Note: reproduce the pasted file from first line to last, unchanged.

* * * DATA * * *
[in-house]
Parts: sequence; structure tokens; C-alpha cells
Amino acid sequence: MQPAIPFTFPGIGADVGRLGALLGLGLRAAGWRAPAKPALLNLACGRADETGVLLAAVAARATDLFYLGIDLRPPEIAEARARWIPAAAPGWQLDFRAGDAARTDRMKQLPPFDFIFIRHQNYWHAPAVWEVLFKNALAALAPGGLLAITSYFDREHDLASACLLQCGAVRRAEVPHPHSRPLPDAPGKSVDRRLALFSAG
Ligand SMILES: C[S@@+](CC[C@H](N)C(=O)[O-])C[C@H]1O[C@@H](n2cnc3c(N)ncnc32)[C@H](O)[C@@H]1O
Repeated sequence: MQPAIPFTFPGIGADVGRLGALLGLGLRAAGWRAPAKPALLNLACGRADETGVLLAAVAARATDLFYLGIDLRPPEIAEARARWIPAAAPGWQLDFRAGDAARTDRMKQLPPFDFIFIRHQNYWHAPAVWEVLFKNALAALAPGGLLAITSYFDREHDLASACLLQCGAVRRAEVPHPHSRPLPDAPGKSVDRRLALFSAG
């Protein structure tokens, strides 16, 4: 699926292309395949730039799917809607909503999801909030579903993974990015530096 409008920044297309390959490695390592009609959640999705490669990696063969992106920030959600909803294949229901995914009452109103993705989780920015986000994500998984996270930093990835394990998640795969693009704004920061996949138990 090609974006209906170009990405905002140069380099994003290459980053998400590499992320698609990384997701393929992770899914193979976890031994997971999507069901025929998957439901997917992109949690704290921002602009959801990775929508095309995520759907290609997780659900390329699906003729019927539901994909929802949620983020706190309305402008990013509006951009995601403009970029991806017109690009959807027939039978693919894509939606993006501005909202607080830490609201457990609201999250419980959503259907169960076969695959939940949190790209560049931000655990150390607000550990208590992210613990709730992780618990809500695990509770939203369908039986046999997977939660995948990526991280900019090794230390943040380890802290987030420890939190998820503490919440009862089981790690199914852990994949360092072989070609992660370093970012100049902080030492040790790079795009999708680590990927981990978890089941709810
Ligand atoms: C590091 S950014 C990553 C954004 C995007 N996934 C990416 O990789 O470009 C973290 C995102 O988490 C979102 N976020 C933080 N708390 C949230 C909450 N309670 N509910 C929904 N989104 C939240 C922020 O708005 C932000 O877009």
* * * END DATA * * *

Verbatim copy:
[in-house]
Parts: sequence; structure tokens; C-alpha cells
Amino acid sequence: MQPAIPFTFPGIGADVGRLGALLGLGLRAAGWRAPAKPALLNLACGRADETGVLLAAVAARATDLFYLGIDLRPPEIAEARARWIPAAAPGWQLDFRAGDAARTDRMKQLPPFDFIFIRHQNYWHAPAVWEVLFKNALAALAPGGLLAITSYFDREHDLASACLLQCGAVRRAEVPHPHSRPLPDAPGKSVDRRLALFSAG
Ligand SMILES: C[S@@+](CC[C@H](N)C(=O)[O-])C[C@H]1O[C@@H](n2cnc3c(N)ncnc32)[C@H](O)[C@@H]1O
Repeated sequence: MQPAIPFTFPGIGADVGRLGALLGLGLRAAGWRAPAKPALLNLACGRADETGVLLAAVAARATDLFYLGIDLRPPEIAEARARWIPAAAPGWQLDFRAGDAARTDRMKQLPPFDFIFIRHQNYWHAPAVWEVLFKNALAALAPGGLLAITSYFDREHDLASACLLQCGAVRRAEVPHPHSRPLPDAPGKSVDRRLALFSAG
């Protein structure tokens, strides 16, 4: 699926292309395949730039799917809607909503999801909030579903993974990015530096 409008920044297309390959490695390592009609959640999705490669990696063969992106920030959600909803294949229901995914009452109103993705989780920015986000994500998984996270930093990835394990998640795969693009704004920061996949138990 090609974006209906170009990405905002140069380099994003290459980053998400590499992320698609990384997701393929992770899914193979976890031994997971999507069901025929998957439901997917992109949690704290921002602009959801990775929508095309995520759907290609997780659900390329699906003729019927539901994909929802949620983020706190309305402008990013509006951009995601403009970029991806017109690009959807027939039978693919894509939606993006501005909202607080830490609201457990609201999250419980959503259907169960076969695959939940949190790209560049931000655990150390607000550990208590992210613990709730992780618990809500695990509770939203369908039986046999997977939660995948990526991280900019090794230390943040380890802290987030420890939190998820503490919440009862089981790690199914852990994949360092072989070609992660370093970012100049902080030492040790790079795009999708680590990927981990978890089941709810
Ligand atoms: C590091 S950014 C990553 C954004 C995007 N996934 C990416 O990789 O470009 C973290 C995102 O988490 C979102 N976020 C933080 N708390 C949230 C909450 N309670 N509910 C929904 N989104 C939240 C922020 O708005 C932000 O877009």